Photo by Peter Huynh of Bren Communications
(Design, Art, and Technology Makerspace)
2011 - 2013
I co-founded a student organization that holds fun & eclectic workshops to introduce the UCI community to Maker culture and help them develop hands-on skills. The mission of DATspace is to lower the barrier for students to advance in their creative projects and to drive them to innovate. My intention with DATspace was to get my fellow UCI students to be more creative and expressive with technology.
Check out our website, photos, and videos for workshops and events that we’ve held.
I am the Project Manager for DATspace; my responsibility is to schedule officer meetings and to keep track of the work that went into each workshop. During these officer meetings, I would lead the process of taking a workshop idea and breaking it down into workable tasks (“write the tutorial,” “secure funding,” “reserve room,” etc). These tasks would then be delegated to the officer who was most capable in doing them. Pretty much, I was an event planner with extras. Of course, there were other projects and administrative matters the DATspace officers worked on such as inventory and fundraisers.
The most taxing work I did for DATspace was the effort I put into community building. For me, community building was simply pursuing any opportunity that allowed me to speak with someone or a group of people about DATspace. This will entail keeping track of contacts and directly inviting them to our Tuesday meetups . Getting in touch with other student organizations such as ACM or WICS or DIY in order to hold joint events that would combine our audiences. I’d present DATspace’s background and workshops to professors during research program and faculty meetings. One time, because of my contact with Prof. Christopher Dobrian, lecturer John Crooks invited me to his class to talk about DATspace. To gain new members, I would introduce DATspace at an orientation event for incoming ICS freshmen. Recently, my connection with the Beall center provided me the opportunity to talk with Dale Dougherty of Make Magazine during an event that they held for the local OC makers.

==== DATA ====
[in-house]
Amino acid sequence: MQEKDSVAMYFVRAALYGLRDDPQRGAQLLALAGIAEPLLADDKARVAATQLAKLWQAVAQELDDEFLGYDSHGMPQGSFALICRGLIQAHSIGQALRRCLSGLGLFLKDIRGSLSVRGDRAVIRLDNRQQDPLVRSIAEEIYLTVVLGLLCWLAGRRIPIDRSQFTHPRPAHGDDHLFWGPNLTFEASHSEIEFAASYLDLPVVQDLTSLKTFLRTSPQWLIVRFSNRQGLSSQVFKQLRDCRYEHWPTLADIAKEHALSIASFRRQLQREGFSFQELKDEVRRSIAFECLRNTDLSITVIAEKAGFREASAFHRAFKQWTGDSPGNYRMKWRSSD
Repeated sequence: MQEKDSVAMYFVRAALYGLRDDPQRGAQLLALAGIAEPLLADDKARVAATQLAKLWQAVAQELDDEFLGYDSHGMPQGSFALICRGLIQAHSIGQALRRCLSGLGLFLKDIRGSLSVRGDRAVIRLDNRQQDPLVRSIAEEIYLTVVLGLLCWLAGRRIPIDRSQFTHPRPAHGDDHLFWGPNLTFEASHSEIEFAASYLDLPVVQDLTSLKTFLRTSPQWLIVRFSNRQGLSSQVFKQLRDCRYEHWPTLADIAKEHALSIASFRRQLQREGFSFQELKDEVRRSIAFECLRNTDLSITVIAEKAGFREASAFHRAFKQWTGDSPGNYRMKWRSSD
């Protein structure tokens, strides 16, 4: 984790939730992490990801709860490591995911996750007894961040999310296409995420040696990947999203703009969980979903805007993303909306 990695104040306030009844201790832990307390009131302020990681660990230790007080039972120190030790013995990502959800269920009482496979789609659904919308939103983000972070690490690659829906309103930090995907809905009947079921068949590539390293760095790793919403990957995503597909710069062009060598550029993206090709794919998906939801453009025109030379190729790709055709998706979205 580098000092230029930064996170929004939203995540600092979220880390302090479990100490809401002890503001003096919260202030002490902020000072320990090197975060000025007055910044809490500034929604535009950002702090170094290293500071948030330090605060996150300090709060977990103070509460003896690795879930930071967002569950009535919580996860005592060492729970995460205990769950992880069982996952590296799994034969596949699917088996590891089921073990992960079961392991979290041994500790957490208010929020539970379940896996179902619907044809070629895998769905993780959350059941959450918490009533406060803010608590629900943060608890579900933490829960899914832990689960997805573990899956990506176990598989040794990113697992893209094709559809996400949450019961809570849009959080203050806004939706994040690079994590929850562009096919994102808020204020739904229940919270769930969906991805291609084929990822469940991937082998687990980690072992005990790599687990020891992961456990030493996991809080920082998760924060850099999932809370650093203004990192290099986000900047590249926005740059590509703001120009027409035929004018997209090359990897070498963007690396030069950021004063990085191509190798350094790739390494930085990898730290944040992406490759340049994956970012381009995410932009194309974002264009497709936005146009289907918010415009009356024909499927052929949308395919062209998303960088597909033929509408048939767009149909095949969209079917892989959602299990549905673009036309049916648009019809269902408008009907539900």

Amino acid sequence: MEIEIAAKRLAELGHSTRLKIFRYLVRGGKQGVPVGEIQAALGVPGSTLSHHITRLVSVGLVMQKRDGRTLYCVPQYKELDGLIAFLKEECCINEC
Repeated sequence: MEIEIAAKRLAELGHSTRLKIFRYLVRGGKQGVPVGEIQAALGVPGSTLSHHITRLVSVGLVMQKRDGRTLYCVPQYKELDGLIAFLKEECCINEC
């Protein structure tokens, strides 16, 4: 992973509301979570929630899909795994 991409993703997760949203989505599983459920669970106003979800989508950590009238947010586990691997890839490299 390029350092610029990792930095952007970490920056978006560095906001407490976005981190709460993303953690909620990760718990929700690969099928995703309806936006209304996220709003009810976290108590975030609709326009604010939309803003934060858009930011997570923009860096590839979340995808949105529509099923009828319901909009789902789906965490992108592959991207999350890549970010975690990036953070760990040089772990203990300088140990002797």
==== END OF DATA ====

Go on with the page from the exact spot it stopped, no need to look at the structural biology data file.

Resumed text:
Because of these social efforts, my advisor Dr. Garnet Hertz jokingly called me the “cult leader” of DATspace. Not only does this community building effort help grow an audience, but also creates opportunities for DATspace. Opportunities such as holding workshops for the OC Mini-Maker Faire, receiving funding from Calit2, finding workshop teachers, or finding better venues like the IEEE lab. You can’t plan these opportunities, you can only build them up by actively networking, meeting, and staying in touch with others.
I independently produced several videos that related to DATspace:
My friend Nic and I were always interested in working on creative projects that involved technology, but we didn’t have a shop on campus where we could hang out and have the tools & materials ready for us to use. Inspired by NYC Resistor, we planned to create our own hackerspace. In fact, we wanted our hackerspace to be an Irvine chapter of NYC Resistor, but the name “Irvine Resistors” seemed to be a possible trademark violation of both the Irvine Company and NYC Resistor. We decided on the name Nixipi Labs, a portmanteau of the two geekiest words we could think of.
To get the idea rolling, we met with Professor Don Patterson, the director of LUCI lab. He advised us to work with him and Dr. Hertz to apply for a grant from the Multidisciplinary Design Program (MDP). The grant allowed us to purchase supplies and have new officers join us: Ivan Check, Rachel Rose Ulgado, and Kimi Wakamoto. Up to now we’ve applied for and received MDP funding three times.
Even with the funding and the small room that LUCI provided us, we attempted multiple times to set up our own Makerspace on campus, but failed. We were getting ahead of ourselves since we didn’t establish the community that would use a shared workspace. Therefore, we focused on workshops to keep an active community. However, given our limited time as students, workshops were all we could focus on.
In hindsight, Nic and I should have started an art+tech collective, tagged along more members, and started a hackerspace (if the need demanded it). Another problem with how I ran DATspace was assigning too much busy work. No one is being paid. The club experience is purely social and I should have treated it that way. In fact, I better understood this from my efforts of directly inviting my friends to our Tuesday meetups. In any case, the turn of events lead us to create, what was essentially, an event committee. As a committee, the events we planned at UCI were unique: they were hands-on, helped build skills, and encouraged students to play/create/express.
I also learned a great deal about what it takes to run an organization. I feel these new found skills are still in their infancy. I would like to develop these skills outside of the grind that is the undergraduate experience.
All in all, given our limitation, the DATspace team contributed something wonderful to UCI.